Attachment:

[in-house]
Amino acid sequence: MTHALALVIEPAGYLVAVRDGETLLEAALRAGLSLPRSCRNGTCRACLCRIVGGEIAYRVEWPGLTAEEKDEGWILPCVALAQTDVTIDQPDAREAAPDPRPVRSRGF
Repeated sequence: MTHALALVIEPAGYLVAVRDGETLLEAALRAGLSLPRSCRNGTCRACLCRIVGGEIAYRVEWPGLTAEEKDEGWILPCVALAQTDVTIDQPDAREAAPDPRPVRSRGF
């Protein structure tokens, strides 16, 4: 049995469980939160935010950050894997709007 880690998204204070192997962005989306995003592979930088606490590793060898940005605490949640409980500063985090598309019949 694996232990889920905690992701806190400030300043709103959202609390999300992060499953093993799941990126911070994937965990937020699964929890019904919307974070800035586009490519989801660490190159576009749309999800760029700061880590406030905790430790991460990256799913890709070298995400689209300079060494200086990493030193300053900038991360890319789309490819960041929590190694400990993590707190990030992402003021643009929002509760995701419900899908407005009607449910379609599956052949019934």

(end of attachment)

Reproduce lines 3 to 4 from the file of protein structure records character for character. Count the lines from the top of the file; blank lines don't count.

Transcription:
Repeated sequence: MTHALALVIEPAGYLVAVRDGETLLEAALRAGLSLPRSCRNGTCRACLCRIVGGEIAYRVEWPGLTAEEKDEGWILPCVALAQTDVTIDQPDAREAAPDPRPVRSRGF
């Protein structure tokens, strides 16, 4: 049995469980939160935010950050894997709007 880690998204204070192997962005989306995003592979930088606490590793060898940005605490949640409980500063985090598309019949 694996232990889920905690992701806190400030300043709103959202609390999300992060499953093993799941990126911070994937965990937020699964929890019904919307974070800035586009490519989801660490190159576009749309999800760029700061880590406030905790430790991460990256799913890709070298995400689209300079060494200086990493030193300053900038991360890319789309490819960041929590190694400990993590707190990030992402003021643009929002509760995701419900899908407005009607449910379609599956052949019934």